In Uncategorized on 02/06/2019 at 17:02

Intervention may be great stuff for a TV series, but Judge Mark V Holmes isn’t ready to premiere David Marshall on behalf of Virginia Simpson, widow of the late Singleton (“Gerry”) Simpson, a/k/a “the estate,” stars of my blogpost “Settle Order on Notice – to the Nonparticipant,” 10/26/17.

The estate was an indirect partner in BCP Trading and Investments, LLC, William T. Esrey Trading Partners, LP, A Partner Other Than the Tax Matters Partner, et al., Docket No. 10200-08, filed 2/6/19. This case is almost as old as some Scotch I have. With Judge Holmes’ help,  IRS’ and BCP’s attorneys cobbled together a notice provision to let the estate (an indirect partner; apparently the late Gerry, with or without Miss Virginia, was a partner in BCP while he lived) object to the order and judgment after trial. Remember, when IRS and a partnership settle, any nonparticipant in the negotiated settlement gets sixty (count ‘em, sixty) days to object. But BCP and IRS litigated this one to a finish, without the estate in the ring, so the estate gets to object, Rule or no Rule.

The estate objects. The objection is based “… on the entirely reasonable ground that it had no idea what liability it faced under the proposed decision. As a result, we ordered the Commissioner to estimate the effect of the proposed decision on the estate to determine whether it wanted to object and seek intervention.” Order, at p. 2.

The estate moves to intervene, solely to preserve a SOL argument, the years at issue being even older than most of the aforesaid Scotch.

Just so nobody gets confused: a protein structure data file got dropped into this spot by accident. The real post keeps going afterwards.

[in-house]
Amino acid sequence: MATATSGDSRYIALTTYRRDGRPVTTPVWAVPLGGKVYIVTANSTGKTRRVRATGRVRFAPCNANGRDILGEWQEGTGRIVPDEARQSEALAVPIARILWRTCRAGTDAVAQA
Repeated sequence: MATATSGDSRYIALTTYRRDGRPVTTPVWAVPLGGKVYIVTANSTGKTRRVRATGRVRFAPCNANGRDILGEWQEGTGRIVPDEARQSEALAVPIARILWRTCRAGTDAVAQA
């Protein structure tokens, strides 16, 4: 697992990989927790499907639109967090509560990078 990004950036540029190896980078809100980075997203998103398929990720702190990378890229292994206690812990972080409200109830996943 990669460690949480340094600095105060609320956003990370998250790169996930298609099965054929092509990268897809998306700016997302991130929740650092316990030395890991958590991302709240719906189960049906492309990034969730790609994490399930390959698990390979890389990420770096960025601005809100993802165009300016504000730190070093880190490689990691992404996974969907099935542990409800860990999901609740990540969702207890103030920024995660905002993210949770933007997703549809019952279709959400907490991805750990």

As usual, Tax Court Rule 245 doesn’t help, because this case was litigated to a decision, not stiped out. So FRCP 24 is called in, but before Judge Holmes can decide whether intervention is of right or permissive, the motion to intervene must be timely. IRS claims the estate blew the cut-off, but IRS agreed to BCP’s and Judge Holmes’ sixty-day time-out, so the Rule 248(b)(4) lash-up beats IRS’ Rule 245 freeze-out.

OK, all the estate wants is to preserve its SOL argument. If the SOL argument is a loser, there’s no reason to hold up entering the decision.

The estate claims they never signed the 872-Is and 872-IAs that extended the original SOL, only those long after the original SOL had run, and therefore the latter were invalid, as they extended nothing.

Nope, says Judge Holmes.

“So where does that leave the estate? It argues that, because the Simpsons signed their individual consents after the three-year assessment period for 2000 and 2001, the consents had no legal effect and did not extend the statute of limitations. However, this argument fails to acknowledge that the statute of limitations could be extended by either the Simpsons or BCP’s TMP. See § 6229(b)(1)(A)-(B). The estate’s incorporation by reference of the petitioners’ failed statute of limitations arguments challenging the validity of the TMP’s extensions preserves the argument for any appeal, but doesn’t help them here. Because we held that the extensions filed by BCP’s TMP were valid and bound both BCP’s direct and indirect partners, it follows that the estate, an indirect partner of BCP, is also bound by those extensions.” Order, at pp. 5-6.

So Judge Holmes isn’t permitting intervention.

“This in turn leads us to conclude that the TMP has adequately represented the estate by making the best of what was in the end an unsuccessful argument, which defeats intervention of right. See Fed. R. Civ. P. 24(a)(2). Intervention would also merely duplicate the TMP’s efforts at a very late stage in the case, which would serve only to further delay its conclusion.” Order, at p. 6 (citations omitted).

I wouldn’t blame Judge Holmes if he wanted to open that Scotch already. I can wait, though it’s sometimes a struggle.

If I were the estate, I’d appeal. If the client had the cash for a bond. And my fee.


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